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Liege is the Hohes Venn, a long table-land topped with lakes and marshes. The Hohes Venn is larger than the Schnee Eifel. Its northeastsouthwest course is defined by a line through Malmedy and Monschau on the German face and by a line through Eupen and Spa on the Belgian. In the northeast the Hohes Venn is prolonged by the Hurtgen Forest. As the Schnee Eifel forms a barrier covering St. Vith on the east, so the Hohes Venn is a large outer bastion for Liege. Although the Hohes Venn is geologically a part of the Eifel it is somewhat removed from the other parts of the complex and represents the gradual and sometimes indefinable blending of the Eifel and Ardennes.

The Eifel is thickly covered with forests and provides good cover from air observation even in the fall and winter. The area has no large towns but rather is marked by numerous small villages, requiring extensive dispersion for any large forces billeted here. The road net is adequate for a large military concentration. The rail net is extensive, having been engineered and expanded before 1914 for the quick deployment of troops west of the Rhine. The railroads feed into the Eifel from Koblenz, Cologne, and the lesser Rhine bridgeheads between these two. The main rail line, however, does not cross the Eifel but follows the Moselle valley on the southern fringe of the Eifel. Rail and road systems throughout the Eifel are marked by meandering courses and numerous bridge crossings thrown over rivers and deep ravines.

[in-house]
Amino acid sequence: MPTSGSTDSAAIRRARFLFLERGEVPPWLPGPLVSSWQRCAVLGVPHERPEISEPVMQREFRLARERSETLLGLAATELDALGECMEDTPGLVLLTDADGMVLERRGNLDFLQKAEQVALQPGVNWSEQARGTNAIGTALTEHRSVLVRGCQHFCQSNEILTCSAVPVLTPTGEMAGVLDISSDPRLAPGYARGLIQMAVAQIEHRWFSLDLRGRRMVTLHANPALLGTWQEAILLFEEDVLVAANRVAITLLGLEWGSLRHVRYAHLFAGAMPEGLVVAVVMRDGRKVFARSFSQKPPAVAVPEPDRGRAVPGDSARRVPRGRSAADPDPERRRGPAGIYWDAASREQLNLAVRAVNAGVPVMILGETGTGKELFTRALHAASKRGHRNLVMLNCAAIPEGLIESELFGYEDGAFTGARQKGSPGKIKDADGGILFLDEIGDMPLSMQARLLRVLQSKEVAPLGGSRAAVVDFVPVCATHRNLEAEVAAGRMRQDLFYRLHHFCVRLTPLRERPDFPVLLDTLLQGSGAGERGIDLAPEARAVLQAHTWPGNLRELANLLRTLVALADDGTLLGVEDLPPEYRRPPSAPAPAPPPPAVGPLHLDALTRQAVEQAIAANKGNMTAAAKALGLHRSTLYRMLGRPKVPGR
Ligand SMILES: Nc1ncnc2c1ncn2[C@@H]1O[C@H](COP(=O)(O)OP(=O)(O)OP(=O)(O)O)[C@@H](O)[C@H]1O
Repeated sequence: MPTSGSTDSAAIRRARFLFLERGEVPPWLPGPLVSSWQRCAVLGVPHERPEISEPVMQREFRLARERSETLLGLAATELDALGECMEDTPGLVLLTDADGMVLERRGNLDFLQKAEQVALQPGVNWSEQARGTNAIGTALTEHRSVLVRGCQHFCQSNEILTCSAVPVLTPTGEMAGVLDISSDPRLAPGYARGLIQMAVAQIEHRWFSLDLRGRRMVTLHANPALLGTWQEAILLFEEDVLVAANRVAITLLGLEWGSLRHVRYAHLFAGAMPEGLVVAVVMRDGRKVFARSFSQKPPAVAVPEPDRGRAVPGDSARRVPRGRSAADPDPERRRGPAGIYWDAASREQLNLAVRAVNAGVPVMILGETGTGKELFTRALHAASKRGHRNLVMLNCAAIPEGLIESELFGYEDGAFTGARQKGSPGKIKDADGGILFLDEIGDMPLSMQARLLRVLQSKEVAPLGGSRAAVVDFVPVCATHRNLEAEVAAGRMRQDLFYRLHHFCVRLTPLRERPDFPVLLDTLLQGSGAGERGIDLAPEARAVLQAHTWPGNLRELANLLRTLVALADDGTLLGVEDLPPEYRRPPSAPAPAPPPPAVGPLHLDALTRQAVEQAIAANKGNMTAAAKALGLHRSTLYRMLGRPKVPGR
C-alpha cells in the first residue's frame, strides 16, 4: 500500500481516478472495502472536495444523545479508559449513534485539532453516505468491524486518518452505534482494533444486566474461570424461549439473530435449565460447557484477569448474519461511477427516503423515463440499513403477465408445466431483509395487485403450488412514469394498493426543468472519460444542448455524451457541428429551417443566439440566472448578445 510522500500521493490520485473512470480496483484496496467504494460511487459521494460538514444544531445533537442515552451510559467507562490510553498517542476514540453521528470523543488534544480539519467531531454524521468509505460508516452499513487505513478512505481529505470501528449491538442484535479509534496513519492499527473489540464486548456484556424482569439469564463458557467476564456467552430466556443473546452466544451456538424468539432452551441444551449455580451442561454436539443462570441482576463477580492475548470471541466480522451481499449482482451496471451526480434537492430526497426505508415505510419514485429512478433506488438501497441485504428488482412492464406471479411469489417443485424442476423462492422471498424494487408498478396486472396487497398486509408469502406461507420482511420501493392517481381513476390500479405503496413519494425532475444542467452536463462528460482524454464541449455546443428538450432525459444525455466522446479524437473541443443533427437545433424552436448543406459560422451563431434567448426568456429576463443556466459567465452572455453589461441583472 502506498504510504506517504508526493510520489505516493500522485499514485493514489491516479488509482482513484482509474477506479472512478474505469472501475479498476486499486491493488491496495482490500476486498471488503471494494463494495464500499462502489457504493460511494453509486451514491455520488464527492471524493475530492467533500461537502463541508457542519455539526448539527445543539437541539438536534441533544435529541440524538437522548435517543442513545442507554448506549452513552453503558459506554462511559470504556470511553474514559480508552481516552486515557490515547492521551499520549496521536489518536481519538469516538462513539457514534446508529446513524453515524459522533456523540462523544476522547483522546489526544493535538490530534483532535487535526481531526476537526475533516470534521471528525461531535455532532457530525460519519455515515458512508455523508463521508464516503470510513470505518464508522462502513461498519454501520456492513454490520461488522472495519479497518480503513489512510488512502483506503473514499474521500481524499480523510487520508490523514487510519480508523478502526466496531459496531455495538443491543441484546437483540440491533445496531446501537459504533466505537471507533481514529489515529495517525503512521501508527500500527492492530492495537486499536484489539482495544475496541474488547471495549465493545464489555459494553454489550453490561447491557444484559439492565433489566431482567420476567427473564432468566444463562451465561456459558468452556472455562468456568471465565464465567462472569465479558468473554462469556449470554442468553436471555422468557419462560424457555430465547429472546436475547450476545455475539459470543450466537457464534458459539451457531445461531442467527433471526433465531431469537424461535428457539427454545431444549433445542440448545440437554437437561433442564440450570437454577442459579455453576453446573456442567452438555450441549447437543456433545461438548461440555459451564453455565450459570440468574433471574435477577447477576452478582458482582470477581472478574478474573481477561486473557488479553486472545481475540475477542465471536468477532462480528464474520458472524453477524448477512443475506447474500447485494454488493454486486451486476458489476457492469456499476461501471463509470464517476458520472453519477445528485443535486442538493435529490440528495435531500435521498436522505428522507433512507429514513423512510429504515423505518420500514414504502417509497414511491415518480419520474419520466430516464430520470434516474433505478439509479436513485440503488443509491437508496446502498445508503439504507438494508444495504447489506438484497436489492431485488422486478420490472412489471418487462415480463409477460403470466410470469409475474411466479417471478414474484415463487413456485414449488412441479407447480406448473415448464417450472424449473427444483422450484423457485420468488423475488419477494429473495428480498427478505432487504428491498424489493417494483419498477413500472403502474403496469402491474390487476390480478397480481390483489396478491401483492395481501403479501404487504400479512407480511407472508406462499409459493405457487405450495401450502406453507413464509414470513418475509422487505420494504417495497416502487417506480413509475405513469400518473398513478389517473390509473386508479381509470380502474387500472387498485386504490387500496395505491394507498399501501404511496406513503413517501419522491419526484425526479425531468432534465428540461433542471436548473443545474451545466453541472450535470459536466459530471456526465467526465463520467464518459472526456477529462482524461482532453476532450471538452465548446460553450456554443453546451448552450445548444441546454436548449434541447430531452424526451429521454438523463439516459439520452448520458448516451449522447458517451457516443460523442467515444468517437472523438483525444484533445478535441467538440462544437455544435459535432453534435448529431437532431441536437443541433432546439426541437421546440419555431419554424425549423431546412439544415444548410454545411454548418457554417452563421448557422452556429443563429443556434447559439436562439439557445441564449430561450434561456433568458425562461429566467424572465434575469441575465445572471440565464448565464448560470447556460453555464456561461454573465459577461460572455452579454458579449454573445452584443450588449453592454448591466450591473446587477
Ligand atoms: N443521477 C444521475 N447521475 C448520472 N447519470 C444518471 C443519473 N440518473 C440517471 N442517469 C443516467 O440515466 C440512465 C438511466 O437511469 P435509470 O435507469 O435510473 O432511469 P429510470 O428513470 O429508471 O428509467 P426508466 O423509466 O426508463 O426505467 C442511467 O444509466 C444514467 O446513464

The Ardennes, like the Eifel, is not a single and well-defined bloc. The general area may be defined as a wedge with the point between Aachen and Duren. The northern edge is a diagonal: Aachen, Liege, Maubeuge, Landrecis. The southern edge (much debated by geologists) is a more pronounced diagonal running from Aachen southwest to Arlon. The base, formed by the Foret des Ardennes or French Ardennes, roughly coincides with the Franco-Belgian frontier and the Semois River. The Ardennes has three recognized subdepartments: the High Ardennes in the south, the Famenne Depression in the middle, and the Low Ardennes in the north. The Low Ardennes tends to be open and rolling, but includes two plateaus: that of Herve, between Liege and Aachen, and Condroz, between the lower Ourthe and the Meuse in the vicinity of Dinant. This sector is more readily traversed than is the High Ardennes, but it is relatively narrow, maneuver is constricted by the flanking line of the Meuse River, and entrance from the east presupposes that the invader has possession of Aachen and the roads circling north or south of the Hohes Venn.

The Famenne Depression is only a thin sliver of the Ardennes wedge. The Famenne is free from tree cover except for the characteristic buttes which dot the depression. Scooped out of the Ardennes massif, this long, narrow depression originates at the upper Ourthe and extends westward through Marche and Rochefort. It reaches the Meuse between Givet and Dinant, offering a good crossing site which often has been employed by European armies operating on the Meuse. But an invader from the German frontier must traverse much difficult terrain before debouching into this "march through" depression.

The High Ardennes is often called the "True Ardennes." It is not properly